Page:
It's a little heartbreaking almost to go through old backups and folders and see all the work I did on hobby projects that ultimately never saw the light of day. I remember this blog entry's game for the "Games That Never Were" gallery well as it dealt with some of my fondest memories: point & click adventure games.
Again working with the excellent Adventure Game Studio, an ex-colleague of mine who was an active participant of the community there had created a simple physics-type plug-in with which users could create, for example, mini-golf games. In fact, the demo he posted, if memory serves, of the plug-in, was of a mini-golf type game.
Looking to be creative and busy again in my spare time I cajoled him into a project we'd do together; I'd do the art and he'd do the programming, mostly using his plug-in. As it was still Adventure Game Studio (AGS) and the main audience, the community there, were ardent adventure game fans I thought it'd be cool to create a course of 18 holes of mini-golf based on the various famous (and less famous) point and click adventure games of the day. The first hole would be based on the AGS semi-official mascot logo a blue cup. That left 17 holes to fill in with classic adventure game design. Looking at a text file in my old back-up folder the line-up was more or less the following: King's Quest, Secret of Monkey Island, Space Ques, Indiana Jones Fate of Atlantis, Day of the Tentacle, Zak McKracken, Leisure Suit Larry, Police Quest, Full Throttle, Grim Fandango, Sam & Max Hit the Road, Manhunter, The Dig, The Colonel's Bequest (Laura Bow), Loom, Freddie Pharkas and Gabriel Knight. All games I had lovingly played and had fond memories of.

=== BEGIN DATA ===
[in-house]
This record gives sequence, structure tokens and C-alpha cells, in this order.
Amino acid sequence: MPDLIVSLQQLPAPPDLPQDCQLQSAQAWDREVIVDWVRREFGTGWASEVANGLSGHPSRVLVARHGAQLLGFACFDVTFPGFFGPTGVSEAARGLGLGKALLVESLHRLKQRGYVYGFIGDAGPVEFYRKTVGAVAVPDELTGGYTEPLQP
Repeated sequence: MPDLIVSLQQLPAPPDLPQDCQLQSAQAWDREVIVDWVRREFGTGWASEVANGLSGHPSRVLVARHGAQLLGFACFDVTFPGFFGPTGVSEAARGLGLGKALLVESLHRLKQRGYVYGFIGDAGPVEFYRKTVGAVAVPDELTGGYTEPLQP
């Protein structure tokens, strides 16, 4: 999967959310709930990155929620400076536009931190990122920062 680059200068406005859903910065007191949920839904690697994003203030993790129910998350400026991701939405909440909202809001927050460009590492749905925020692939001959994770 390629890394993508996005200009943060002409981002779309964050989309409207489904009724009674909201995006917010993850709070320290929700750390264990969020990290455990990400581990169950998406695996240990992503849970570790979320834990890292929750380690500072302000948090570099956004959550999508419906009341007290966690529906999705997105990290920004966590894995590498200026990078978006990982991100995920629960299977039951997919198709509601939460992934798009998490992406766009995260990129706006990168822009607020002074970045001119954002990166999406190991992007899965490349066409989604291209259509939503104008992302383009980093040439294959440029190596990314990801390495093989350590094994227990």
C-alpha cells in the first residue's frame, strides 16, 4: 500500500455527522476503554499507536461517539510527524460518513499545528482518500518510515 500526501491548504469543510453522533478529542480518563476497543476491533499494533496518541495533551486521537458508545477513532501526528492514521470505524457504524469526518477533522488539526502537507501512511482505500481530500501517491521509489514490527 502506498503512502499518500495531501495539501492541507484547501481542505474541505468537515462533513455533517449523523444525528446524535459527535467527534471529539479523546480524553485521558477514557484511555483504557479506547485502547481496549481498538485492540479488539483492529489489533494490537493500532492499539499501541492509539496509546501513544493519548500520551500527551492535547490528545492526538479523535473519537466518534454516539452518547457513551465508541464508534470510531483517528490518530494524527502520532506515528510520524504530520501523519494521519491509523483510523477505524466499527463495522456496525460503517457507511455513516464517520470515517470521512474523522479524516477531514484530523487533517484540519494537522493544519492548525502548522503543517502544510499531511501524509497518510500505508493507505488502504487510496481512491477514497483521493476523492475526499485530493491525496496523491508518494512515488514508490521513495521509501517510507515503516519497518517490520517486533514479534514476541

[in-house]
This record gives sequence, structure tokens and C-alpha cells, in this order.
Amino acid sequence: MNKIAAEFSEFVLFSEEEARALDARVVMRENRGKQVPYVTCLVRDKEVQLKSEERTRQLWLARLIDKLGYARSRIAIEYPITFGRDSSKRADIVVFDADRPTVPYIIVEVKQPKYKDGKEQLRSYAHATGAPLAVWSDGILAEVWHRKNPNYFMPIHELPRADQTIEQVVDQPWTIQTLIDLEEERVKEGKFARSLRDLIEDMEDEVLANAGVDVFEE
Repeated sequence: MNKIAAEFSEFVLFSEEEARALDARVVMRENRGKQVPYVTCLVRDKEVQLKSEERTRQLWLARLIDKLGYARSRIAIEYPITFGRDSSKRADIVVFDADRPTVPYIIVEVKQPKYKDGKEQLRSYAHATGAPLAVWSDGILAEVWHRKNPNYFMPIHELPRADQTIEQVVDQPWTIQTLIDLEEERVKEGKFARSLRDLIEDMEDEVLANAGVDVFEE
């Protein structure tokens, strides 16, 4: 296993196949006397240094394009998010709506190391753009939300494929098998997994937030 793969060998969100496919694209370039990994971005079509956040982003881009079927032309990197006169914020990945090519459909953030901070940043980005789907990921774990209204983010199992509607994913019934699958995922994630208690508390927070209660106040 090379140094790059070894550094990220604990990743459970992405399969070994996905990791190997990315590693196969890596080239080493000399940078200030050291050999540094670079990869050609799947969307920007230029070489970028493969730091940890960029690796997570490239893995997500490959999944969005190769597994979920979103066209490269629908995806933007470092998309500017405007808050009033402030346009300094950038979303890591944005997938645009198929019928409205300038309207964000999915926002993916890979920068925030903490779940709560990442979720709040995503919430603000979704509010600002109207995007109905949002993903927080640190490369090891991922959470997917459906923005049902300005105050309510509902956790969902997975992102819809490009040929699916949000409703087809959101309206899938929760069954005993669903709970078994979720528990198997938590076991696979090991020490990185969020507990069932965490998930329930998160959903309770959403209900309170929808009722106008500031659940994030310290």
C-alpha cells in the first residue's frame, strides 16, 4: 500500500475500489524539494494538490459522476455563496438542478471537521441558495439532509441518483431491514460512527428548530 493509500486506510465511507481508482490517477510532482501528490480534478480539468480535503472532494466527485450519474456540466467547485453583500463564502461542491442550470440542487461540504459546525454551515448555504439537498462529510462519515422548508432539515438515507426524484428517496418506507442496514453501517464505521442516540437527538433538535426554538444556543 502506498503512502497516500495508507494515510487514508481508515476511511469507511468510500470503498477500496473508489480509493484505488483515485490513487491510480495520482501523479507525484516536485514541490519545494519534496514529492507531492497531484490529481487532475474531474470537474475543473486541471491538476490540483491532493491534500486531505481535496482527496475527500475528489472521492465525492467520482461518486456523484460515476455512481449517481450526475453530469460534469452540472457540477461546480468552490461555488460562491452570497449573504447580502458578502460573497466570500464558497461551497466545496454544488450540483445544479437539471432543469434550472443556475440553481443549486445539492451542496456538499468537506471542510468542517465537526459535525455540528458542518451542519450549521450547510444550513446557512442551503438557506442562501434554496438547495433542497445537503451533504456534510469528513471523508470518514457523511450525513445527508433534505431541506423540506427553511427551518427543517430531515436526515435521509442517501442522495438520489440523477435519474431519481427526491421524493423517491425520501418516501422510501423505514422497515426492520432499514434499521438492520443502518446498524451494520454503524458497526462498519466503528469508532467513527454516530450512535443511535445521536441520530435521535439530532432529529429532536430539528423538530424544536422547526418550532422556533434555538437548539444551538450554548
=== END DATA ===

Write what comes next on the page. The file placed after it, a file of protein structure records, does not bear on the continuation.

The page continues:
The playable area, as well as the slopes north, east, south or west had their own specific regions that could be copied and pasted or imported from image files, so I'd supply these as well, alongside "walkbehind" areas, for when the ball would go underneath some, say, foliage, and shadow areas where the ball would slightly dim, to give a nice lighting effect and anchor the ball to the course visually. Then there were animations, like smoke, clouds, purple tentacles and lava, for example, all prepared in sprite sheets.
An example of a hole and the areas for the course and slopes on the right.
Looking at how many courses I had actually completed, alongside all of the front-end and UI it's a little surprising, and saddening, to have to ask myself why it was never finished. To be honest I don't entirely recall. Maybe my "partner in crime" got very busy, which wasn't unlikely. Maybe I did. Maybe he got rightfully sick of being called my "partner in crime". Regardless, when two full-time game developers start a hobby project it is likely it won't get finished and paid work will get in the way. Especially with this particular person there is a future blog entry with yet another game that sadly didn't quite make it...
All the completed holes. Click image to embiggen.